Pack your Philly fall schedule with these museum exhibits

Fall museums in Philly
Minah Kim.
The Clay Studio

It’s the changing of the seasons in the city, and this fall, there are plenty of ways to explore different museums throughout Philadelphia. 

For one, this Friday (Sept. 15), the Philadelphia Magic Gardens will be opening ‘Wildest Dreams’ by Ivorian-American artist Zeinab Diomande. Through this showcase, the artist explores Black womanhood through vulnerable self-portraits in her inventive multimedia works by using high-contrasting colors and vibrant patterns to create celebratory and electric works, according to a release. 

An opening reception at the Philadelphia Magic Gardens (1020 South St.,) will take place from 6 to 9 p.m. this Friday, and then to get a bit deeper into the exhibit, there will also be a Tour & Talk with Zeinab Diomande on Tuesday, Sept. 19. 

fall museums Philly
A strange sense of nothingness from Zeinab Diomande.Philadelphia Magic Gardens

Over at The Science History Institute (315 Chestnut St.,) a different focused showcase titled BOLD: Color from Test Tube to Textile opens later this month on Sept. 22, and will explore the history of textile dyes. 

As a release states, while there, museum visitors will take a colorful journey through more than 150 years of natural and synthetic dye-making, with stops at coal mines, factory floors, and fashion runways. Drawing on dye sample books, vivid clothing, and unique instruments, ‘BOLD’ documents the scientific and cultural trajectory of color from the earliest dyes, through the mass-marketed color revolutions of the 20th century, and into the more environmentally minded present.

Those who are interested in checking out what ‘BOLD’ has to offer can also head to a public reception on opening day from 5 to 8 p.m., and the event will feature a curator’s talk, hands-on crafts, pop-up displays, light refreshments, and a prize for the most vibrant outfit.

Another fall museum exhibit coming to Philly is from The Clay Studio (1425 N. American St.), and it features the work of 12 Korean artists. Opening Oct. 12, ‘Between Horizons’ utilizes ceramic art where “the artists explore how the geographic change influenced their identities as artists, the impact of experiencing new cultures on their practice, and how they see themselves after living in two distinct societies.”

While there, Philadelphians will be able to explore works by Ahrong Kim, YehRim Lee, Sunkoo Yuh, Soojin Choi, Minah Kim, Jinsik Yoo Sukjin Choi, Joon Hee Kim, Yeonsoo Kim, Gunyoung Kim, Jae Won Lee, and Kyungmin Park in The Clay Studio’s Jill Bonovitz Gallery through Dec. 31.

fall museum Philly
Ahrong KimThe Clay Studio

Another way to experience art this Fall in the city comes from the 96th Annual Rittenhouse Fine Arts Festival, which takes place this year from Sept. 15 to 17. While there, Philadelphians will be able to check out 145 professional artists from around the country and Canada while they exhibit their originals-only fine artwork around the perimeter of the park.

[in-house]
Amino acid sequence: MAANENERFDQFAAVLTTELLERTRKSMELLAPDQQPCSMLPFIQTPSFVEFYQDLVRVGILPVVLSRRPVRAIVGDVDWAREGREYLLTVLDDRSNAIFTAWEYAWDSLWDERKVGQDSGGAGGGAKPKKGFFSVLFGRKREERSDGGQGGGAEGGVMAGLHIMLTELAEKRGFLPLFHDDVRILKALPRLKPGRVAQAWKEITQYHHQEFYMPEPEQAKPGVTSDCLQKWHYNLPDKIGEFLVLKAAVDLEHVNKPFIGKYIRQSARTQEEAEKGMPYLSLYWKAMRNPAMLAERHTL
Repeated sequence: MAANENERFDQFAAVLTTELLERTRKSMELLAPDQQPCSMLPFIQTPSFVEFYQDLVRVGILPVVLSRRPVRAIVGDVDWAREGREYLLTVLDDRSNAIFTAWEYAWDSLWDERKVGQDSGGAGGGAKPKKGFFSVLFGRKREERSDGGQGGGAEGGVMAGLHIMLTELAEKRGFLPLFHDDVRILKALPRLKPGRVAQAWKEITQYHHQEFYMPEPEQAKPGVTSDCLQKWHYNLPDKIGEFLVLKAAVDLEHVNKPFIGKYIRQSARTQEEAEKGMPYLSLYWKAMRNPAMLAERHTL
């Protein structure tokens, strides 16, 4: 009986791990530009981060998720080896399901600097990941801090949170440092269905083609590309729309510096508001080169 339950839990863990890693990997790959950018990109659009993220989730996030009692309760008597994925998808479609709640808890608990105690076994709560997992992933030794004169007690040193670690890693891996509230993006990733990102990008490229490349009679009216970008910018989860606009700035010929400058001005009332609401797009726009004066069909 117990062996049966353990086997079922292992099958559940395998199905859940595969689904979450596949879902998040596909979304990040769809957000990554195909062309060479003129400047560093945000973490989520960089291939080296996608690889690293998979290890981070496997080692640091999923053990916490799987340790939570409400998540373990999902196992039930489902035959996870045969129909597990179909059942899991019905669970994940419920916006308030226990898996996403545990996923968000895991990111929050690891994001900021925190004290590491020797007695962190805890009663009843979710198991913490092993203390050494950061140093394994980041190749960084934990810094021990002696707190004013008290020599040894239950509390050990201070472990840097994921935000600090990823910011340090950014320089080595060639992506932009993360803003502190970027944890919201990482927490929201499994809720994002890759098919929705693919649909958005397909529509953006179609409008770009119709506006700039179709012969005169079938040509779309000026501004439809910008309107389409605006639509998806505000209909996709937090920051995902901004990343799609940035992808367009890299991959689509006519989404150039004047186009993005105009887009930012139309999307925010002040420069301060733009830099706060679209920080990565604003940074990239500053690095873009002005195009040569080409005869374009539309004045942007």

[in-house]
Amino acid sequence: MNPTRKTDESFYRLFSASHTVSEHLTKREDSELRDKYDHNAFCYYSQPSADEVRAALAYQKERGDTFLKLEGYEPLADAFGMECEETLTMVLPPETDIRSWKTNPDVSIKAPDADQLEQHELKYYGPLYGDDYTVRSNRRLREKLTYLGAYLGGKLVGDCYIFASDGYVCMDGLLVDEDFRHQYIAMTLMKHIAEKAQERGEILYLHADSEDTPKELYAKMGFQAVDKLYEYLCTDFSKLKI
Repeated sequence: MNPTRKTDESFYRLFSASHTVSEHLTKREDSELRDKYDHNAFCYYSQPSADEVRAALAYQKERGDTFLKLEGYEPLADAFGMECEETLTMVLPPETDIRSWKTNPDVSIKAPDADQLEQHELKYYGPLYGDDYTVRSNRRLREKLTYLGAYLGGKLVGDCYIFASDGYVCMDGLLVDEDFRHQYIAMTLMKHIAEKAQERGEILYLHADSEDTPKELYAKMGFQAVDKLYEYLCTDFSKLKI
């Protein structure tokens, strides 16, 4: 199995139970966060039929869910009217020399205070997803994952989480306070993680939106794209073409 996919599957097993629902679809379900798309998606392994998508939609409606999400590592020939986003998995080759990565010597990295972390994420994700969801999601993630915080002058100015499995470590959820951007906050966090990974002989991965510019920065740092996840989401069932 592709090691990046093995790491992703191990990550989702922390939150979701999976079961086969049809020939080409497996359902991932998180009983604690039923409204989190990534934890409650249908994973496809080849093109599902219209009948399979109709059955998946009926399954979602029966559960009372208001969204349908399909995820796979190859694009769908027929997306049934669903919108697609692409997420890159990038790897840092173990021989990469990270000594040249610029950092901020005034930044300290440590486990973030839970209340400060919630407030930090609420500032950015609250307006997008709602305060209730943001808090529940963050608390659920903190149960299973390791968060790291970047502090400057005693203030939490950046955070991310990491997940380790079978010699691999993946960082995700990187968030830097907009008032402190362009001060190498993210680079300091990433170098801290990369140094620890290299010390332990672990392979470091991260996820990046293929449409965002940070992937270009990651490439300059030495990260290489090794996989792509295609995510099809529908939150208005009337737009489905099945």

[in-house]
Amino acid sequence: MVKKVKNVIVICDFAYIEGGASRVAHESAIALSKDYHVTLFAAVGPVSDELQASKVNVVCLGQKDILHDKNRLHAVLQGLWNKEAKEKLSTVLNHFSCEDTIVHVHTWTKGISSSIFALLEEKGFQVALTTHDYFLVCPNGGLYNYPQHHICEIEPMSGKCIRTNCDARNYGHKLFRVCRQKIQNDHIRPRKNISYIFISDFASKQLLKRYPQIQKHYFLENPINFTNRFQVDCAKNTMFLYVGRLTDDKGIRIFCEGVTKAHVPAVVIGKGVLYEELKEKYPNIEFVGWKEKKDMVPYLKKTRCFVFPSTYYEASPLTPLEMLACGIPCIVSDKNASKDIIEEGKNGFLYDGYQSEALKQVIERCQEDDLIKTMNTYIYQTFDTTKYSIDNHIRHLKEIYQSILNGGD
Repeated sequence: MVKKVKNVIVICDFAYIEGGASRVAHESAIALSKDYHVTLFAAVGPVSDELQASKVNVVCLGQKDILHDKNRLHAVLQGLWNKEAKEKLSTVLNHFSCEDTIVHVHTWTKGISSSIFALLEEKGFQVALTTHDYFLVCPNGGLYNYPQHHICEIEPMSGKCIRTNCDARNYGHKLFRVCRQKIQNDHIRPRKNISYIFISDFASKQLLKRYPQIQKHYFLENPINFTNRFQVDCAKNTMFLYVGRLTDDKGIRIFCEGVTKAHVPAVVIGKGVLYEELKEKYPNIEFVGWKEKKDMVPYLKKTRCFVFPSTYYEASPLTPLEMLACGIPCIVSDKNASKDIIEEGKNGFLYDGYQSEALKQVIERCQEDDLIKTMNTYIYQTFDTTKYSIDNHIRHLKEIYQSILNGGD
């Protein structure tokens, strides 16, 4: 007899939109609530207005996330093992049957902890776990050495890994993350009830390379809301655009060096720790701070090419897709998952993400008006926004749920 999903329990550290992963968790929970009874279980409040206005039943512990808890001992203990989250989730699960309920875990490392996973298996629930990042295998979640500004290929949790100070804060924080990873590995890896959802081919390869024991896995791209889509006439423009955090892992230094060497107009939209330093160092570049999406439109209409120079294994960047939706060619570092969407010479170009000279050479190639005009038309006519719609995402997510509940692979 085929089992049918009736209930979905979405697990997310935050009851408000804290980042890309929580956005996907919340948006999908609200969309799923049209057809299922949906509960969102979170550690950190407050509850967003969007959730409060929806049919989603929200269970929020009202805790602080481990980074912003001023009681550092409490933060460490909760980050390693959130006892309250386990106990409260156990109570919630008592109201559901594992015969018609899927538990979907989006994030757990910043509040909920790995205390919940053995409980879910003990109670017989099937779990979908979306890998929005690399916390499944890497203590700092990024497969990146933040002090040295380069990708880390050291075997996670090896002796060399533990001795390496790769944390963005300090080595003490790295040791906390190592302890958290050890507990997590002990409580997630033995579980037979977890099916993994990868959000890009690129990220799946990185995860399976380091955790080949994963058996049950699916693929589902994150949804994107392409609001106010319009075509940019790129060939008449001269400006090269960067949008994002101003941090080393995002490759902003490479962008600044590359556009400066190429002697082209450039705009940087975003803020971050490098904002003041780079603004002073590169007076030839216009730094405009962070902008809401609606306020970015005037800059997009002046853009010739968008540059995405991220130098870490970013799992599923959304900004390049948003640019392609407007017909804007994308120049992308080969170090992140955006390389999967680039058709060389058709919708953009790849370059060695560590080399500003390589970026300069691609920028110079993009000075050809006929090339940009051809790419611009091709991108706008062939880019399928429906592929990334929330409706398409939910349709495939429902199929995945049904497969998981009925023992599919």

Over at the Woodmere Art Museum (9201 Germantown Ave.,) on the other hand, Philadelphians can view their latest exhibit, ‘Barbara Bullock: Fearless Vision’ beginning Sept. 23. This showcase highlights Bullock’s paintings and drawings of the late 1960s and 1970s, plus the cut, painted, and sculpted works in heavy-weight paper she is known for today.

“An aspect of Bullock’s studio practice going back to the 1960s and central to the thesis of this exhibition is that she has always understood the power of art as a force of active, social agency that shapes people’s lives,” said William Valerio, Ph.D., The Patricia Van Burgh Allison Director and CEO of Woodmere Art Museum in a statement. “We are very fortunate to collaborate so intimately with Bullock and share this exhibition with Woodmere’s visitors.”

And as a release states, ‘Fearless Vision’ also shows how Bullock’s studio practice evolved in dialogue with her work as both educator and social activist, exploring the cross-fertilization of ideas about art and social healing.

Chestnut Hill
Woodmere Art Museum.Daryl Moran

Lastly, ThePennsylvania Academy of Fine Arts (118-128 N Broad St.,) is also opening a new showcase this fall. ‘Determined To Be: The Sculpture of John Rhoden’ will open on Oct. 5, and it celebrates 20th-century African-American sculptor John Rhoden by showcasing the first comprehensive retrospective of the artist’s work. 

“We’re excited to present ‘Determined to Be: The Sculpture of John Rhoden’ to our audiences,” says PAFA President and CEO Eric Pryor in a statement. “This unique exhibition, the culmination of years of dedicated work by our staff, continues PAFA’s long tradition of contributing to and expanding the diverse history of American art, while shining a light on a less well-known African American artist and bringing new stories to our visitors.”

In 2017 PAFA was selected by the John Rhoden Estate to assume the responsibility of preserving and promoting John Rhoden’s artistic legacy—The Rhoden Collection includes over 300 works of art and 22 linear feet of archival materials, a release finishes. Philadelphians can see it all first as well at the opening reception on the 5th from 6:30 to 8:30 p.m. with advanced registration.